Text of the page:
The number of permitted grape varieties was increased in 2009 to 14 (five red, nine white), and their distribution varies in different parts of the region. The most widely planted variety is the dark-skinned tempranillo, which ripens well on the clay and limestone slopes of Rioja Alta and Rioja Alavesa, where it forms the basis for the region’s best wines and in 2012 was planted on 48,000 ha/115,000 ha, more than thee-quarters of the total vineyard surface.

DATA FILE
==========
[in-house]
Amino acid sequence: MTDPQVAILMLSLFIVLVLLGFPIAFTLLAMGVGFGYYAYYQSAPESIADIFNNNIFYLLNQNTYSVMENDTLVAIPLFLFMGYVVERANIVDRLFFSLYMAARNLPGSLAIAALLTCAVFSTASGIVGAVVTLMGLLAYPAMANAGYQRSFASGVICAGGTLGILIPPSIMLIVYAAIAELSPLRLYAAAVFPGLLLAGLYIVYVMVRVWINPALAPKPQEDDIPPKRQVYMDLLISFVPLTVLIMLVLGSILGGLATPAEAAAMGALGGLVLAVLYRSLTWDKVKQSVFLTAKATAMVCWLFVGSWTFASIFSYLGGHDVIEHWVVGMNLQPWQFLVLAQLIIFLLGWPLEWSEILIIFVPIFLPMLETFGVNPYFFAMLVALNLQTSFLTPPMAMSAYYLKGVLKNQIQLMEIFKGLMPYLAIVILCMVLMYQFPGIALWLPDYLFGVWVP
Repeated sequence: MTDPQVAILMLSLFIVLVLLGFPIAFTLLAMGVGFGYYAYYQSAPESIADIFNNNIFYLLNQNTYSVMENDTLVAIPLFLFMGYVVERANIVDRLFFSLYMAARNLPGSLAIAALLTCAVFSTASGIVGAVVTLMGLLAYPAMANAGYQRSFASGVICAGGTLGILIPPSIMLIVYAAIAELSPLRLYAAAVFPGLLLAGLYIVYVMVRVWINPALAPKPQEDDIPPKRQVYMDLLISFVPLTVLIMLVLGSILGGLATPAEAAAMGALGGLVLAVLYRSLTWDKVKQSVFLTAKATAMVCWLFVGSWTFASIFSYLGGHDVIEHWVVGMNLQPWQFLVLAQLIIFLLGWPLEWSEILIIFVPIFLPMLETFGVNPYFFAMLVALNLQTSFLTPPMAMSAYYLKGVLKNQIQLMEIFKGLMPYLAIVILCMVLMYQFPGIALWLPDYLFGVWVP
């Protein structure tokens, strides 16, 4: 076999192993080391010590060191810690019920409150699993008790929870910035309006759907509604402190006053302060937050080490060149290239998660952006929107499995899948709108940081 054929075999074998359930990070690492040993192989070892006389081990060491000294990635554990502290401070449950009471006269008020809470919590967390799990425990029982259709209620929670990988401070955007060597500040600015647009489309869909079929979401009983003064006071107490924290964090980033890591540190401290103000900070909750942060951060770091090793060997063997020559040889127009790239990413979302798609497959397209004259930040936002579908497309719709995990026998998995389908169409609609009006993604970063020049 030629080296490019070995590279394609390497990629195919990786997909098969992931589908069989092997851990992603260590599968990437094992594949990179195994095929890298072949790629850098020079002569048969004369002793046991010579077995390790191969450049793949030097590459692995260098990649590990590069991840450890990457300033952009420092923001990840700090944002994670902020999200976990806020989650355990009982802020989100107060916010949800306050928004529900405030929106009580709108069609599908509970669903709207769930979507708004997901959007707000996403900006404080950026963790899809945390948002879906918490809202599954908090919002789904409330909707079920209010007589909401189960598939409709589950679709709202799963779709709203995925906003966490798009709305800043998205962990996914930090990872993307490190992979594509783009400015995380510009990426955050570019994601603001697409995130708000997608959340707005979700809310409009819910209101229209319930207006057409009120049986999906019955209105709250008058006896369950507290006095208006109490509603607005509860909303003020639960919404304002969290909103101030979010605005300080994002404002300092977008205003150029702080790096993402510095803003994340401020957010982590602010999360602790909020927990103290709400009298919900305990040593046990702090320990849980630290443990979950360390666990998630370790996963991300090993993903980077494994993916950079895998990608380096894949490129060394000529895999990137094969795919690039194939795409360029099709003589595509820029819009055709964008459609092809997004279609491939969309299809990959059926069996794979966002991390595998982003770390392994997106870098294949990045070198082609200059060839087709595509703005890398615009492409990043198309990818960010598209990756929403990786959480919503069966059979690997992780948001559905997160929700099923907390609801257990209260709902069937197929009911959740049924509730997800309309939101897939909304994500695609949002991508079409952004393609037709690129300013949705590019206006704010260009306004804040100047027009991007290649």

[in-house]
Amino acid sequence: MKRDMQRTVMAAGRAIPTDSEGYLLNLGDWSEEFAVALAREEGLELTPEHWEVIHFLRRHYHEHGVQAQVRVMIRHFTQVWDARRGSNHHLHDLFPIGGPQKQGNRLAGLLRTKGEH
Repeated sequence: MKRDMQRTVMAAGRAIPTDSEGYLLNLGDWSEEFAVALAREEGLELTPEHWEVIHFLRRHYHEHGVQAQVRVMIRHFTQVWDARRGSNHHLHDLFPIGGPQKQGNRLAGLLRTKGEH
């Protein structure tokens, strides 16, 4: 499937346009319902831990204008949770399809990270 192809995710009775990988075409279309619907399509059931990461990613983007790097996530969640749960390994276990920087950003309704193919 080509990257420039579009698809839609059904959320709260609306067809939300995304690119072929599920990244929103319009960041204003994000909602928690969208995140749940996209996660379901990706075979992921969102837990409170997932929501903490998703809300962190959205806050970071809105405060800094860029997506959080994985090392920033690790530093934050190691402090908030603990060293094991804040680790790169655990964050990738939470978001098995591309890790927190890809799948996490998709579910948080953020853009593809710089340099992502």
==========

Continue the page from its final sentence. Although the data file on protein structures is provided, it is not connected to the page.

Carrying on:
Most Riojas are blends of more than one variety, however, and wines made from the garnacha vine, which after phylloxera superseded native varieties in the Rioja Baja, are often used to add body to Tempranillo, which can taste thin on its own in cooler vintages. Two further red varieties, Mazuelo (Cariñena or carignan) and graciano, are of relatively minor importance. Owing to its susceptibility to disease and its low productivity, Graciano fell from favour with Rioja’s vine-growers before a strong revival in the 1990s, when the area devoted to this variety grew back to 200 ha/500 acres and varietal versions are no longer oddities.